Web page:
Foreclosure Stoppage and the Possible Side Effects

In case you've somehow missed it, many of the largest U.S. mortgage servicing companies have halted foreclosures. Ally Financial's GMAC Mortgage, Bank of America, JP Morgan and PNC have stopped foreclosures in many states - BOA has, in fact, put a moratorium on foreclosures in all 50 states.

Pressing the pause button on foreclosures came as the result of several states' attorneys general inquiring into the validity of foreclosure judgments for which mortgage servicers did not properly handle documents.

The "rubber-stamping" of documents - signing off on documents without really reading them - has come under fire after one manager admitted to signing off on about 8,000 foreclosure documents a month without reading them to verify facts. The mortgage companies have halted foreclosures while they investigate practices in their foreclosure processes.

Of course, it being an election year and all, members of congress are calling for a federal probe of lender misconduct. In the short-term anyway, the halt in foreclosures might give some struggling homeowners a little extra time to get on their feet. It might finally lead to overworked employees at busy banks getting the help they need to properly handle foreclosures, and it should make banks a little more willing to work with homeowners to modify distressed loans. With fewer foreclosures hitting the market, home values in some areas might creep up.

There are some long-term effects, though, that cannot be ignored. Some of them are potentially troubling.

First, the halting of foreclosures for any period of time by banks that hold as many mortgages as these firms do is going to stop up the pipeline. Tons of foreclosed homes hit the market over the past two or three years, but there are more coming. Stalling that flow of homes now is going to drag out the process for a longer period of time. That means, for one, likely longer pressure on home values. Most experts will agree: The inventory of unsold homes on the market, many of them foreclosures, has to get smaller before home values will stabilize completely.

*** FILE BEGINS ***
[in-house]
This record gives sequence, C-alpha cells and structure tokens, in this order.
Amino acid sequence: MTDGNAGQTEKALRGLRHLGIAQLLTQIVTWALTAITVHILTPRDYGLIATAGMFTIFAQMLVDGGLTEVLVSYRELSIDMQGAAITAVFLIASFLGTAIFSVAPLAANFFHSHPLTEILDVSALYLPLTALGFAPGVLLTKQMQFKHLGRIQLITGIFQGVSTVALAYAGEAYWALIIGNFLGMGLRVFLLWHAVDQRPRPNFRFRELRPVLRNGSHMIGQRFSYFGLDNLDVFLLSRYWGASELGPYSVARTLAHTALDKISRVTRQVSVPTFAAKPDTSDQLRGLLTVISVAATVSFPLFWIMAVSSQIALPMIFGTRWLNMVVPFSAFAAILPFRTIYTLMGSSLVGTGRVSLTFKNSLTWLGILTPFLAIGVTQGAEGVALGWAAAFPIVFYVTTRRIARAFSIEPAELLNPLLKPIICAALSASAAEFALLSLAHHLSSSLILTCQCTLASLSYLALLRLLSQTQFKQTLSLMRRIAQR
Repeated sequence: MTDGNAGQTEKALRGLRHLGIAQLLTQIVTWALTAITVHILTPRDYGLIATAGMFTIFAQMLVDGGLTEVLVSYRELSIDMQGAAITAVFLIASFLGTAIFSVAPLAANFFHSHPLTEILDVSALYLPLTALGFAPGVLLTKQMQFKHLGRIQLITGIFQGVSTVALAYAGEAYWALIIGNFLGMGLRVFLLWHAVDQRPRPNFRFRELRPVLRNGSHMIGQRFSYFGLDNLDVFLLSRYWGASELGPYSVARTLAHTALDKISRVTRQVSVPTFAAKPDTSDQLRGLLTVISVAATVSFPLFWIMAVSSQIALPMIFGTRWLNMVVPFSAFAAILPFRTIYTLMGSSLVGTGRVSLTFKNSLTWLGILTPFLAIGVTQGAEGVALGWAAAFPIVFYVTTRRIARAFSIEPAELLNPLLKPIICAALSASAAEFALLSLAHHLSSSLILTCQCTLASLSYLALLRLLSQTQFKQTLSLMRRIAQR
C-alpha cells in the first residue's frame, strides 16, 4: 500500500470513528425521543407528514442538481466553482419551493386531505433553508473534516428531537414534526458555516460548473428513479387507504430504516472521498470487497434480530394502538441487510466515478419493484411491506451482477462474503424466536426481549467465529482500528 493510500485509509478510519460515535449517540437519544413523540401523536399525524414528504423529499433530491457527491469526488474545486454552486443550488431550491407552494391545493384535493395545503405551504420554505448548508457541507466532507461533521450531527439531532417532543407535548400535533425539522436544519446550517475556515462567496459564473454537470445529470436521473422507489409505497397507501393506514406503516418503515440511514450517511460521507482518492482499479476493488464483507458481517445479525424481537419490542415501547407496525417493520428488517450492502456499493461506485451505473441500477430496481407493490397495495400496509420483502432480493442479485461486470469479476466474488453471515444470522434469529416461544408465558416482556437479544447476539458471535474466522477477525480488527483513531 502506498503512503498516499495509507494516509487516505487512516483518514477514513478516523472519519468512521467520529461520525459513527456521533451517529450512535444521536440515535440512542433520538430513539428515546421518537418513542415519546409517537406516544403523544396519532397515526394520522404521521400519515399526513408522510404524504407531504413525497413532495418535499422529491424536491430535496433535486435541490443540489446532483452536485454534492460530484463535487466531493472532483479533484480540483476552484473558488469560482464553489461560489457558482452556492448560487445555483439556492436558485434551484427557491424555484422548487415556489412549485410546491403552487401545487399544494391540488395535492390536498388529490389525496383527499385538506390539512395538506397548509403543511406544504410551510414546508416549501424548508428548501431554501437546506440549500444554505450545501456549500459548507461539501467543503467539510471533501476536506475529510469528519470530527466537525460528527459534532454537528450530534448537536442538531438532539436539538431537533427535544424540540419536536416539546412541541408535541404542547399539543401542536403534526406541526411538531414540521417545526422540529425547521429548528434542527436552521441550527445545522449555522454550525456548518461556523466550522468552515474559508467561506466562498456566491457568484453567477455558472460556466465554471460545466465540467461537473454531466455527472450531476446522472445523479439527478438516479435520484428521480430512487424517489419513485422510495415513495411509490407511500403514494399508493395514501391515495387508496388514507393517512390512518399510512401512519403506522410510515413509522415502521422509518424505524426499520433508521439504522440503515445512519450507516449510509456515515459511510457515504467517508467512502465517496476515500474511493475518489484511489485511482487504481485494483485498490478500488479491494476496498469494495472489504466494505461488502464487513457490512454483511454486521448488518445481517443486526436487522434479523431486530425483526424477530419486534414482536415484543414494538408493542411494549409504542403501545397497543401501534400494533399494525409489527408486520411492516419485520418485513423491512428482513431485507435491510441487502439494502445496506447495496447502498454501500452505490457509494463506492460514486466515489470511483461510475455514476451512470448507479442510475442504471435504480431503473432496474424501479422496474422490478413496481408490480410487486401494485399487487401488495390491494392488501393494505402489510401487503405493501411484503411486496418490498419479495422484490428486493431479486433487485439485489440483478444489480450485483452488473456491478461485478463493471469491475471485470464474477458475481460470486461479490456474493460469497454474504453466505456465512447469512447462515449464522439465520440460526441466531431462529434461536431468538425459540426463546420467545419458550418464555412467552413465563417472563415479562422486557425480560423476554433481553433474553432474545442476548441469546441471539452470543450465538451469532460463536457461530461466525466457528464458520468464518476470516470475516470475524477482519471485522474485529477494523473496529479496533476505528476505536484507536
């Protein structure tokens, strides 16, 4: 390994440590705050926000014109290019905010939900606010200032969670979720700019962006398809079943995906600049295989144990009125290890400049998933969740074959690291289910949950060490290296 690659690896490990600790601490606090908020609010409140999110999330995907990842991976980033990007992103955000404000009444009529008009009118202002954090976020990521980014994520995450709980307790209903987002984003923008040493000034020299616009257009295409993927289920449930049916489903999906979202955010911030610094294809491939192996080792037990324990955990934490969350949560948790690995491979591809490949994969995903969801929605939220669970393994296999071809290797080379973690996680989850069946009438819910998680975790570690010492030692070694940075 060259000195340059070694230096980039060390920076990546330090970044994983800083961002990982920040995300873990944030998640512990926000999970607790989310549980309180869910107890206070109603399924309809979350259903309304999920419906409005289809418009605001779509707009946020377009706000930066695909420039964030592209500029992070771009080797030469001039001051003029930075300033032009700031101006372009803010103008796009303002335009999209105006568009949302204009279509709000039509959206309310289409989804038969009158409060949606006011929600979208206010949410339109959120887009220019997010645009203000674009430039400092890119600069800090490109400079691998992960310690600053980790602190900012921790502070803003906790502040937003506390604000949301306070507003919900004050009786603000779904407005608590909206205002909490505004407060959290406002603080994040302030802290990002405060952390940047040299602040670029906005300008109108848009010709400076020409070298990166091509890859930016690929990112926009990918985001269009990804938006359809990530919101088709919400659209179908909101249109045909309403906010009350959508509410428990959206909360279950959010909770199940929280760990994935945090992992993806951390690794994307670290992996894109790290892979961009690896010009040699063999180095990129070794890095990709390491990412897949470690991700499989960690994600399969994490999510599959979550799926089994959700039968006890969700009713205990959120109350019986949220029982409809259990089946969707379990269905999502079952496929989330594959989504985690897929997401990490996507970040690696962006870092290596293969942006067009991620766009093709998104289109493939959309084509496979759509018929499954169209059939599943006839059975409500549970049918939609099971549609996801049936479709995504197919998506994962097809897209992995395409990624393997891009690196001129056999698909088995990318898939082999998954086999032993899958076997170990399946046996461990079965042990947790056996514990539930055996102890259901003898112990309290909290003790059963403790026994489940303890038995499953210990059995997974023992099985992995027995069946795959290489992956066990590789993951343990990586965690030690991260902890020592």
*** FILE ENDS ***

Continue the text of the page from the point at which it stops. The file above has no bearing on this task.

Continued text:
The effect on the volume of homes sales could be staggering if the moratorium lasts longer than a couple of months, and/or if more servicing companies join the party. Across the U.S., foreclosures make up about 30 percent of all home sales. In California, Florida, Nevada - the states that have been hit hard by foreclosure - they make up a considerably larger percentage of all sales.

It's also safe to assume that title insurance companies are going to be reluctant to insure titles on homes that have been foreclosed. That could be a huge problem because no lender is going to make a loan on home without an insured title. What happens if the bank has already re-sold homes that were invalid foreclosures? Are the title insurance companies going to have to pay the new buyers?

On top of everything else, the whole mess is going to make potential real estate buyers even more nervous about the market, which is already dealing with a huge drop in demand since the federal government's tax credits for home buyers expired. Perhaps the delay in the flood of foreclosed homes to the market will give time for demand to return. However, a more likely situation is yet another "doom and gloom" real estate scenario that will scare buyers and investors off.

Hopefully, the big lenders agreement to halt foreclosures was a gesture of good faith made to the attorneys general, a sign that the firms are taking seriously the matter of following proper procedure in foreclosures. Hopefully, investigations will determine that for the most part, the banks are doing things the right way and will be able to move on.

While the short-term effects of the halt might seem attractive, a long-term foreclosure problem would not be good for anybody involved in real estate.

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